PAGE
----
De Tomaso Pantera

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De Tomaso Pantera at Wheels of Italy

The Pantera was a sports car produced by the de Tomaso car company of Italy from 1971 through 1996. The word "Pantera" is Italian for "Panther". The car was designed by Tom Tjaarda and replaced the de Tomaso Mangusta. Unlike the Mangusta, which employed a steel backbone chassis, the Pantera was a steel monocoque design, the first instance of de Tomaso using this construction technique.


The first 1971 Panteras were powered by 351 in³ (5.8 L) Ford Cleveland V8 which produced 330 hp (246 kW). The ZF transaxle used in the Mangusta and Ford GT40 was used for the Pantera. Another Italian exotic that shares the ZF transaxle is the Maserati Bora. Power-assisted four-wheel disc brakes and rack and pinion steering were standard equipment. The 1971 Pantera could accelerate to 60 mph (97 km/h) in 5.5 seconds according to Car and Driver.

Late in 1971, Ford began importing Panteras for the American market to be sold through its Lincoln Mercury dealers. The first 75 cars were simply European imports and are known for their "push-button" door handles and hand-built Carrozzeria Vignale bodies. A total of 1,007 Panteras reached the United States that first year. Unfortunately, these cars were poorly built, and several Panteras broke down during testing on Ford's own test track. Early crash testing at UCLA showed that safety cage engineering was not very well understood in the 1970's. Rust-proofing was non-existent in the early 1970s (not only on the Pantera) and the quality of fit and finish was poor, with large amounts of bondo being used to cover body panel flaws. Notably, Elvis Presley once fired a gun at his Pantera after it wouldn't start.

1972 De Tomaso Pantera Interior

Several modifications were made for the 1972 model year Panteras. A new 4-bolt main Cleveland engine was used with lower compression (from 11:1 to 8.6:1, chiefly to meet US emissions standards and run on lower octane standard fuel) but with more aggressive camshaft timing (in an effort to reclaim some of the power lost through the reduction in compression). Many other engine changes were made, including the use of a factory exhaust header.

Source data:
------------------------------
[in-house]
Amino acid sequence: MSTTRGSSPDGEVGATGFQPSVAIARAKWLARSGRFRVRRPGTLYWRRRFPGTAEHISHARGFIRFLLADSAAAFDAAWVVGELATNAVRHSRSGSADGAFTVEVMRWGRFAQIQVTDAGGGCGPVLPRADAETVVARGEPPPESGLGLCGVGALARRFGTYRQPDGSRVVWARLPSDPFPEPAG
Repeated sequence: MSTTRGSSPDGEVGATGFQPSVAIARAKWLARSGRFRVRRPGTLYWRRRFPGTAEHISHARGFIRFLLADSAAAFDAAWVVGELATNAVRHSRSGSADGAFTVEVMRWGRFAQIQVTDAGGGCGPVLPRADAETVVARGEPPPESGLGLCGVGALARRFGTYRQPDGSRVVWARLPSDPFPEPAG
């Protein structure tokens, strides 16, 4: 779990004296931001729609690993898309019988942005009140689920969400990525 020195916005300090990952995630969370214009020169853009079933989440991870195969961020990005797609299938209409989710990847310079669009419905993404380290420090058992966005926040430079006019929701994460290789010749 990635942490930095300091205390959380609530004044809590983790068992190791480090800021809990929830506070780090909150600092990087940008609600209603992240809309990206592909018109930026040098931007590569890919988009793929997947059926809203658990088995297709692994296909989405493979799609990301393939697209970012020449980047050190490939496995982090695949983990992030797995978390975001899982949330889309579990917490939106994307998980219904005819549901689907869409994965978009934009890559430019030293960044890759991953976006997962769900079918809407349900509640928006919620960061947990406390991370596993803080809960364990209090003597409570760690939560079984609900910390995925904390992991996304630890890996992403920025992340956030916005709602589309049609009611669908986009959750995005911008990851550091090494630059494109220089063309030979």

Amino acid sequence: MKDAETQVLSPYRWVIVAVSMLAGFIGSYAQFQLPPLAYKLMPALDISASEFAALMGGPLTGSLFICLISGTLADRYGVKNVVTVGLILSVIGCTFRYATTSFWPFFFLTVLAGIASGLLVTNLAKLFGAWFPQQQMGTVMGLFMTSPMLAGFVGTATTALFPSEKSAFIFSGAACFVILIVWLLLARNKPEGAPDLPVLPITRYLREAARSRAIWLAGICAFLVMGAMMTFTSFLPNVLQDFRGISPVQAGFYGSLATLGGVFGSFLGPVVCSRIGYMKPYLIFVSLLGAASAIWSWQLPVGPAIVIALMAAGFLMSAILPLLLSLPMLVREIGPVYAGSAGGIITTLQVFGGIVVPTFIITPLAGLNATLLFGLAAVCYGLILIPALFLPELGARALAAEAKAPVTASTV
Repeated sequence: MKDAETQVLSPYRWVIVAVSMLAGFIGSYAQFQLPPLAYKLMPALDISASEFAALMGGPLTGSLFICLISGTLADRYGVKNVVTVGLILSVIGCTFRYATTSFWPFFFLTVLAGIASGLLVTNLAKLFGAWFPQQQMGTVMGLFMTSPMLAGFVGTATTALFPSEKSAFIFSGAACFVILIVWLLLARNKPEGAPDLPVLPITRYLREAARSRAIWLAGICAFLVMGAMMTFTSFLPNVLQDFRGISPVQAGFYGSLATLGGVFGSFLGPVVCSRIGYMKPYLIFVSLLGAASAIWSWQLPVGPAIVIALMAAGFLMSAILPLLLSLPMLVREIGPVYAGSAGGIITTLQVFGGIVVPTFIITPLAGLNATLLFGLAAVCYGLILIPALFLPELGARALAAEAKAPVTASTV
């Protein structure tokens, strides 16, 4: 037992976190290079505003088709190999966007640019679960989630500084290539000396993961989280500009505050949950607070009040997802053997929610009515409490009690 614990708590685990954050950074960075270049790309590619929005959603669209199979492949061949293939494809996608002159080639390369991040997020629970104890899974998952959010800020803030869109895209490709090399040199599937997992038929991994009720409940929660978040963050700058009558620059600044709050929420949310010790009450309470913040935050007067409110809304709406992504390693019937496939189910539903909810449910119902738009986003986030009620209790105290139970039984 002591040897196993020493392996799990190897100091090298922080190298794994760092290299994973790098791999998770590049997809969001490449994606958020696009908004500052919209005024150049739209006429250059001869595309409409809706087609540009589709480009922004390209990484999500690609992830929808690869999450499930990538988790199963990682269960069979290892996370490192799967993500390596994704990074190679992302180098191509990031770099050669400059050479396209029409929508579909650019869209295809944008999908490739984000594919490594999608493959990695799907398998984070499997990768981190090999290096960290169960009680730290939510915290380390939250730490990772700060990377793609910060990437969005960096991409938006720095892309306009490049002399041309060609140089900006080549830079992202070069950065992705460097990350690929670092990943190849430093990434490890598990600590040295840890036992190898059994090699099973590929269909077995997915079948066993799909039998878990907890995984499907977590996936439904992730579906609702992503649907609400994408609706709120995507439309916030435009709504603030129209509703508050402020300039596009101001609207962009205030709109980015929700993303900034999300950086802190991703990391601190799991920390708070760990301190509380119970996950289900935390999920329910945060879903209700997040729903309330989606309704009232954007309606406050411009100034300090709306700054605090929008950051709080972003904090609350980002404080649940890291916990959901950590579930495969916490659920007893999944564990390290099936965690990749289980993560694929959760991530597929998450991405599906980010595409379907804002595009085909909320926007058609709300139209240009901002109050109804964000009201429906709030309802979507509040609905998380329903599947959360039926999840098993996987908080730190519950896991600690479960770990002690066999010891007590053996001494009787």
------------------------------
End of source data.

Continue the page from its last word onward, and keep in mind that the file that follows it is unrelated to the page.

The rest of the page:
The "Lusso" (luxury) Pantera L was also introduced in 1972. It featured large black bumpers for the US market as well as a 248 hp (185 kW) Cleveland engine. The 1974 Pantera GTS featured yet more luxury items and badging.

Ford ended their importation to the U.S. in 1975, having sold roughly 5,500 cars in the United States. De Tomaso continued to build the car, however, in ever-escalating forms of performance and luxury for more than a decade. A small number of Panteras were imported to the US by gray market importers in the 1980s, notably Panteramerica. In all, about 7,200 Panteras were built.

De Tomaso Pantera at Wheels of Italy


1971 specifications:

  • Engine: Ford 351 in³ (5.8 L) Cleveland V8
  • Power: 330 hp (246 kW)
  • Curb weight: 3123 lb (1417 kg)
  • Wheelbase: 98.4 in (2500 mm)
  • Front track: 57.0 in (1448 mm)
  • Rear track: 58.0 in (1473 mm)
  • Length: 158.0 in (4013 mm)
  • Width: 67.0 in (1702 mm)
  • Height: 43.4 in (1102 mm)

1974 De Tomaso Pantera

De Tomaso Modena S.p.A. car timeline, 1960s–2010s
Type 1960s 1970s 1980s 1990s 2000s
0 1 2 3 4 5 6 7 8 9 0 1 2 3 4 5 6 7 8 9 0 1 2 3 4 5 6 7 8 9 0 1 2 3 4 5 6 7 8 9 0 1 2 3 4 5 6 7 8 9
RMR Vallelunga Mangusta Pantera Guarà
FR Sedan
FR Coupé
Longchamp Biguà